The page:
It was very subtle, but all the drivers I used to deal with in Houston completed the transaction and turned and walked away.
It was like he was taking his time to disengage just in case I wanted to reach in my pocket and whip out some money.

Now, given the fact that Papa John’s lets you include a tip as part of your online transaction, I just do it there because it saves the need to do math at the front door.
Also, given the fact that this is probably the most common way they get their tips, it’s reasonable to expect that the drivers are aware of it and can actually see if/what you tipped them before they get to your door.

Furthermore, I tipped $5 on a $7.50 order (including tax and delivery fee).
Yeah, that’s right… a 67% tip. 125% if you only count the cost of the food itself.
1) I almost always tip these guys $5.
2) I was cashing in points and got a free pizza so my actual order would have been $14 (plus delivery/tax) under normal circumstances.

So even at full price, my tip was MORE than generous.

I’m not sure what to make of it.
Like I said, it was *VERY* subtle but he was either lingering just a little bit for some cash or hoping I’d invite him in to split the pizza.

The only other time I’ve experienced lingering of this nature was a few years ago at Fan Faire when the hotel valet brought my car around and I handed him the ticket thinking he needed it.
I fully intended to follow that up with some cash but apparently he decided this indicated that he wasn’t going to get any so he turned and walked away before I could reach back in my wallet for money.

Someone should write a book on proper tipping methodology because clearly I suck at it and almost always over-tip as a way of compensating for the fact that I really don’t know what I’m doing in the hope that these people will be too distracted by the extra cash to think I’m an idiot.

 Published by WebStory

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Arresting Development

Posted by Rankyn Phyle on 2013 Jun 26

I finally got around to watching the new season of Arrested Development (after re-watching seasons 1-3 for a refresher) and I’ve got mixed feelings.

On one hand it was cool to see the story continue but the way they chose to tell the story was a little overwhelming.
That’s not to say that I didn’t like it… In fact I thought it was quite interesting.

However, unlike the earlier seasons (and most other shows), it’s not told sequentially… All of the episodes are telling a single, parallel story.
This means that it had to rely much more heavily on narration than in previous seasons just to keep the story on track because it’s way to easy to forget what you’re seeing.

For instance, you may see a brief scene in episode 1 that’s relatively straightforward but in episode 4 you see the same scene from a different character’s point of view with more background leading up to it and something that was kind of out in left field in episode 1 (not unusual for the show) suddenly makes perfect sense in episode 4 because you’re finally seeing it in context.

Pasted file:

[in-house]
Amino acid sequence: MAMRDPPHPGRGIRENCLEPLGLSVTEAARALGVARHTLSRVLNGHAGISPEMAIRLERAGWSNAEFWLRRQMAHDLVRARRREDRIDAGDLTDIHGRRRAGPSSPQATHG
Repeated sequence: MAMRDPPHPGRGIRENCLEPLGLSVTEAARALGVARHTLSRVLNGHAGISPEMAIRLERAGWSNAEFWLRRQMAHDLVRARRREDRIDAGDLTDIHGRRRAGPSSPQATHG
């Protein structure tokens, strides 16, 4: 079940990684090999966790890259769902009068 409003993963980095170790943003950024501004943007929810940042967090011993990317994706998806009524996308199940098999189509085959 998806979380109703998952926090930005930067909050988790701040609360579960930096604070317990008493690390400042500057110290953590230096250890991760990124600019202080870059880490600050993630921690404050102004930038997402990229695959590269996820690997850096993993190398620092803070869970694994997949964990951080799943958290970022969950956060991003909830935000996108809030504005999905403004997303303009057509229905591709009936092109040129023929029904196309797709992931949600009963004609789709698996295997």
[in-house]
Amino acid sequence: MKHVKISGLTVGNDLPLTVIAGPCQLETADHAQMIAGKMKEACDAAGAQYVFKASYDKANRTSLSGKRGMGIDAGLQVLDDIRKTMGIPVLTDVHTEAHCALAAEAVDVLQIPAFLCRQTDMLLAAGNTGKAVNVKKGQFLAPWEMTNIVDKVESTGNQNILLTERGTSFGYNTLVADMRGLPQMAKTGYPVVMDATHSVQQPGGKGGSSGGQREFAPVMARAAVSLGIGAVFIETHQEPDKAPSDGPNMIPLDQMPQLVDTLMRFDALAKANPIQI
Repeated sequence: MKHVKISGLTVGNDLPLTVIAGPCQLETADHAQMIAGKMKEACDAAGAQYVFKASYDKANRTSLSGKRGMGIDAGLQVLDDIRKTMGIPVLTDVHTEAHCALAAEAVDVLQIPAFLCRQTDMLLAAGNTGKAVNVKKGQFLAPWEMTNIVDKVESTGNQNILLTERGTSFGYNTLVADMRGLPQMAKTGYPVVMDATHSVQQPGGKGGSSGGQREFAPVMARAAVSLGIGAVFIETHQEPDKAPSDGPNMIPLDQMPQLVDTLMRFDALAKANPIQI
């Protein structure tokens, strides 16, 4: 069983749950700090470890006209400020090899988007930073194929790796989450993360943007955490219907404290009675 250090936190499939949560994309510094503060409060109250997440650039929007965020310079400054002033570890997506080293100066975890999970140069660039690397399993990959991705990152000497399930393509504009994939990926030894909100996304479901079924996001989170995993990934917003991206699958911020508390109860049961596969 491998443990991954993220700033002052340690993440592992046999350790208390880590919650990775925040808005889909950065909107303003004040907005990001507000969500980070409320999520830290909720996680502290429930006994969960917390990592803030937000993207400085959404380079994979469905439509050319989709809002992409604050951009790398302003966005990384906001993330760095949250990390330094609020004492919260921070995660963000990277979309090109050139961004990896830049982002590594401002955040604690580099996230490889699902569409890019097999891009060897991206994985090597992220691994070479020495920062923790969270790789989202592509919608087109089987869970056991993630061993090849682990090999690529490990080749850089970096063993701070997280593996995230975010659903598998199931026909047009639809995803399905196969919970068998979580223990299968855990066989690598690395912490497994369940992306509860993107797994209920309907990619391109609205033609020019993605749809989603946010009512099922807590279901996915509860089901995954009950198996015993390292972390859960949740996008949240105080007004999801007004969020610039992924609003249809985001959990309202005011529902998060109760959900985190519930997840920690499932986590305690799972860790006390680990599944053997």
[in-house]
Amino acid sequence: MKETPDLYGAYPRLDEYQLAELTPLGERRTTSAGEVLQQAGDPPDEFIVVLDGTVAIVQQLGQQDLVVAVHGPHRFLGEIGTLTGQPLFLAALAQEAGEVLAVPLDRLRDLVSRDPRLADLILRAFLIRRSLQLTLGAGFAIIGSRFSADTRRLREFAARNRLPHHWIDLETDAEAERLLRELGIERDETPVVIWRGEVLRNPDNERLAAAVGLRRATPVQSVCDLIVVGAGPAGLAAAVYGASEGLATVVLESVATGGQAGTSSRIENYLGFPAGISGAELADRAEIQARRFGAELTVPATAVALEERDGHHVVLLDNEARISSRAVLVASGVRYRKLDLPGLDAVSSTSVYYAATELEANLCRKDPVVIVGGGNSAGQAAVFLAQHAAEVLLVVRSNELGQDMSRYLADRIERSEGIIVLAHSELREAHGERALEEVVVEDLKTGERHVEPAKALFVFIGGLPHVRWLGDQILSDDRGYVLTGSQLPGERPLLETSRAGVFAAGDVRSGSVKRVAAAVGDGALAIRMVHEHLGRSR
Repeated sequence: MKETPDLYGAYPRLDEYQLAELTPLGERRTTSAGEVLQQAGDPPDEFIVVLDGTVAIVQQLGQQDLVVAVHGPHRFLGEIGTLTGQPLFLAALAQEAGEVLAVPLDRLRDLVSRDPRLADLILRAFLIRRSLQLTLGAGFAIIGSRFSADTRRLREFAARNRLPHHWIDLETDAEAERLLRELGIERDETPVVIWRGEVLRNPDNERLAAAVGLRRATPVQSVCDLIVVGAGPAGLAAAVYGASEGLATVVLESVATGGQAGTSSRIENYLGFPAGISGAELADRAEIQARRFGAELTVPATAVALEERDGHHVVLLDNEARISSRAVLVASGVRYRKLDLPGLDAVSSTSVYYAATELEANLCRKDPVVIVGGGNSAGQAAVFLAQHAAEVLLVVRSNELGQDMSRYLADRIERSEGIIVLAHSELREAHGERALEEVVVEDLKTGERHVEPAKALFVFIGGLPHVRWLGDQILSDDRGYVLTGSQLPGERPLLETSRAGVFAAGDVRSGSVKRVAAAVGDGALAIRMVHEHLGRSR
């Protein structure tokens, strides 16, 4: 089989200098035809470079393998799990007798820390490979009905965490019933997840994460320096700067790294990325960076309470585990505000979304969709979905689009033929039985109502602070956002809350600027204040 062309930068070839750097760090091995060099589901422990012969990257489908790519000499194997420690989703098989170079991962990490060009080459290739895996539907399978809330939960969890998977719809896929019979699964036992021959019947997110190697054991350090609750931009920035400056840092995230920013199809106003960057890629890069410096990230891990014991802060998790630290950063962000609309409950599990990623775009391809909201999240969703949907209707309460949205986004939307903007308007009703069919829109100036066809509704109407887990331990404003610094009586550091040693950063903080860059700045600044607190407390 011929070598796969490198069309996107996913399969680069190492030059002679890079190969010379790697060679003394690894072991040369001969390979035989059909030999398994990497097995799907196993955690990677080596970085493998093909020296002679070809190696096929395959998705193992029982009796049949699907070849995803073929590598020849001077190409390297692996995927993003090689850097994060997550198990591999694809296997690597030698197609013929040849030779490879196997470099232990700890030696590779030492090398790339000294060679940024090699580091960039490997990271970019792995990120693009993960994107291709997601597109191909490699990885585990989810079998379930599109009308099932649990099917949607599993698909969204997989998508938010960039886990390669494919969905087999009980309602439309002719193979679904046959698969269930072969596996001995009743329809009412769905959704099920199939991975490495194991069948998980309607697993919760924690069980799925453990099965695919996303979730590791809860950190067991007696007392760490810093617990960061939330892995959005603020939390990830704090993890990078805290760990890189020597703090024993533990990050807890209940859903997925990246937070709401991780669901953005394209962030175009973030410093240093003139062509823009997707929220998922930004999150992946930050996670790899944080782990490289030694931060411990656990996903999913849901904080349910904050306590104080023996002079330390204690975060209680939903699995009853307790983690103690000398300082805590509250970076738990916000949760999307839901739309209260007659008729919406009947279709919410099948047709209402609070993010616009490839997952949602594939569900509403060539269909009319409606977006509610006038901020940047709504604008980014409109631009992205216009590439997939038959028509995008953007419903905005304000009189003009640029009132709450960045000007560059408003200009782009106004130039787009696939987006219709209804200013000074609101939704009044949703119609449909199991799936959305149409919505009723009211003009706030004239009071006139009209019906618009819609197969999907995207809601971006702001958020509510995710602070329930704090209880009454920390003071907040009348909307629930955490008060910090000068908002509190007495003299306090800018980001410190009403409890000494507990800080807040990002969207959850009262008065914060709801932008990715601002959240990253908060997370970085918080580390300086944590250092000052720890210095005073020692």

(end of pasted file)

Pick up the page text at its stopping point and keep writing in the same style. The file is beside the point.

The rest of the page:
It kind of reminded me of the old show Three’s Company and their “overheard innuendo” gags where Jack and Chrissy are in the kitchen doing something harmless like baking a cake. Then Janet comes home and stops just outside the kitchen door and overhears them and suspects they’re having sex (or the 70’s TV equivalent) in clear violation of the roommate rules.
Then the rest of the episode was spent focused on her reaction to what she thought she heard even though you the viewer knew the whole story.

Now imagine that same episode except that you don’t know any more about what was going on in the kitchen than Janet does and Jack and Chrissy keep doing and saying things that seem to confirm the conclusion that both Janet and the viewer have drawn.
It won’t be until a few episodes later that you get to see the exact same period in time but from Jack and Chrissy’s point of view that shows the whole thing was just one big misunderstanding.

So like I said… I thought it was an interesting way to tell the story but because it keeps constantly looping back on itself, the narrator had to play a much more aggressive role than he did in the original series just to keep you on course.

Bottom line: Did I like it?
I’m not sure.

It was a departure from the story of the first 3 seasons (which is only fair because several years have passed) and I thought the method of telling the story was interesting BUT that also means the narrative is very convoluted and you have to follow along very closely to keep up.

I think what made the first 3 seasons of the show so enjoyable was that it was light but clever comedy.
Season 4 is still just as clever but you’ve got to work so much harder to keep up with the story and I don’t know if it would have been possible to do this in the “traditional” weekly episodic format because it practically demands that you watch every episode as fast as you can before you forget what happened.

If you haven’t seen Arrested Development, it’s certainly worth watching but you have to start from season 1 because it’s one of those shows that assumes you’ve seen every episode and doesn’t make much of an effort to slow down and let you catch up.